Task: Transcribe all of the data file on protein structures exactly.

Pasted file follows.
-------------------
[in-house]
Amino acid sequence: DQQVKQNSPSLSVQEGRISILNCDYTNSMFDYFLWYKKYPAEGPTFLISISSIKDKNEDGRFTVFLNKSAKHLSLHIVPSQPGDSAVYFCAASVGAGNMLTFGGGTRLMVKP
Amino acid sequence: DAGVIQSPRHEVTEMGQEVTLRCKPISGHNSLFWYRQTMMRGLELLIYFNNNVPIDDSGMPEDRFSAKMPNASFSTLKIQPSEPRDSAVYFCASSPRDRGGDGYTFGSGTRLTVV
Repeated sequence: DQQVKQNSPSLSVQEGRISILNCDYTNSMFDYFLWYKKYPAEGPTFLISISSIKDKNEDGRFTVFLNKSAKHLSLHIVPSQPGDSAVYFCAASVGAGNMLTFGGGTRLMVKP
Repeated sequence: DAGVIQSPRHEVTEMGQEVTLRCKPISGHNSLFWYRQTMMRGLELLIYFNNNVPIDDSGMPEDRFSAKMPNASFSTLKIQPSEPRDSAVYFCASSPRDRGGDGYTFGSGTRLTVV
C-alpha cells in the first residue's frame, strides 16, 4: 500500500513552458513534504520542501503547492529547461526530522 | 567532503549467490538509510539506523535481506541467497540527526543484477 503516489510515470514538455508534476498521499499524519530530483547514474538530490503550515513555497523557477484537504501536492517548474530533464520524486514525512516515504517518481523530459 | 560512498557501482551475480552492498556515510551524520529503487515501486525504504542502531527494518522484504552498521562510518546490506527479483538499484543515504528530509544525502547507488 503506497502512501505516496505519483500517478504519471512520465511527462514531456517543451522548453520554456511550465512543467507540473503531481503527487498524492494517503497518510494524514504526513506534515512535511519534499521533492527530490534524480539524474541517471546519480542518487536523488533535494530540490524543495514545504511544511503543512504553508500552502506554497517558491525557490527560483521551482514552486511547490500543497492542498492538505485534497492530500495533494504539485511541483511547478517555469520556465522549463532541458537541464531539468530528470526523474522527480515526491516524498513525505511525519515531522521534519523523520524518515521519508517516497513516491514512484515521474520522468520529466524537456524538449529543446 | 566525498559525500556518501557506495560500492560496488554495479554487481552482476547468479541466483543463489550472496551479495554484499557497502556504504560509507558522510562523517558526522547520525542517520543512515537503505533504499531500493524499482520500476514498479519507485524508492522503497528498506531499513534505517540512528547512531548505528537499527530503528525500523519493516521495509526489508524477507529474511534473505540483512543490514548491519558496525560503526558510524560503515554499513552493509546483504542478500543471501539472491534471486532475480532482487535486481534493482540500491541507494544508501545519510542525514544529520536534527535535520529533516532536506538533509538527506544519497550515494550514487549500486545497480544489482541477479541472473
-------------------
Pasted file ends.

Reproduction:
[in-house]
Amino acid sequence: DQQVKQNSPSLSVQEGRISILNCDYTNSMFDYFLWYKKYPAEGPTFLISISSIKDKNEDGRFTVFLNKSAKHLSLHIVPSQPGDSAVYFCAASVGAGNMLTFGGGTRLMVKP
Amino acid sequence: DAGVIQSPRHEVTEMGQEVTLRCKPISGHNSLFWYRQTMMRGLELLIYFNNNVPIDDSGMPEDRFSAKMPNASFSTLKIQPSEPRDSAVYFCASSPRDRGGDGYTFGSGTRLTVV
Repeated sequence: DQQVKQNSPSLSVQEGRISILNCDYTNSMFDYFLWYKKYPAEGPTFLISISSIKDKNEDGRFTVFLNKSAKHLSLHIVPSQPGDSAVYFCAASVGAGNMLTFGGGTRLMVKP
Repeated sequence: DAGVIQSPRHEVTEMGQEVTLRCKPISGHNSLFWYRQTMMRGLELLIYFNNNVPIDDSGMPEDRFSAKMPNASFSTLKIQPSEPRDSAVYFCASSPRDRGGDGYTFGSGTRLTVV
C-alpha cells in the first residue's frame, strides 16, 4: 500500500513552458513534504520542501503547492529547461526530522 | 567532503549467490538509510539506523535481506541467497540527526543484477 503516489510515470514538455508534476498521499499524519530530483547514474538530490503550515513555497523557477484537504501536492517548474530533464520524486514525512516515504517518481523530459 | 560512498557501482551475480552492498556515510551524520529503487515501486525504504542502531527494518522484504552498521562510518546490506527479483538499484543515504528530509544525502547507488 503506497502512501505516496505519483500517478504519471512520465511527462514531456517543451522548453520554456511550465512543467507540473503531481503527487498524492494517503497518510494524514504526513506534515512535511519534499521533492527530490534524480539524474541517471546519480542518487536523488533535494530540490524543495514545504511544511503543512504553508500552502506554497517558491525557490527560483521551482514552486511547490500543497492542498492538505485534497492530500495533494504539485511541483511547478517555469520556465522549463532541458537541464531539468530528470526523474522527480515526491516524498513525505511525519515531522521534519523523520524518515521519508517516497513516491514512484515521474520522468520529466524537456524538449529543446 | 566525498559525500556518501557506495560500492560496488554495479554487481552482476547468479541466483543463489550472496551479495554484499557497502556504504560509507558522510562523517558526522547520525542517520543512515537503505533504499531500493524499482520500476514498479519507485524508492522503497528498506531499513534505517540512528547512531548505528537499527530503528525500523519493516521495509526489508524477507529474511534473505540483512543490514548491519558496525560503526558510524560503515554499513552493509546483504542478500543471501539472491534471486532475480532482487535486481534493482540500491541507494544508501545519510542525514544529520536534527535535520529533516532536506538533509538527506544519497550515494550514487549500486545497480544489482541477479541472473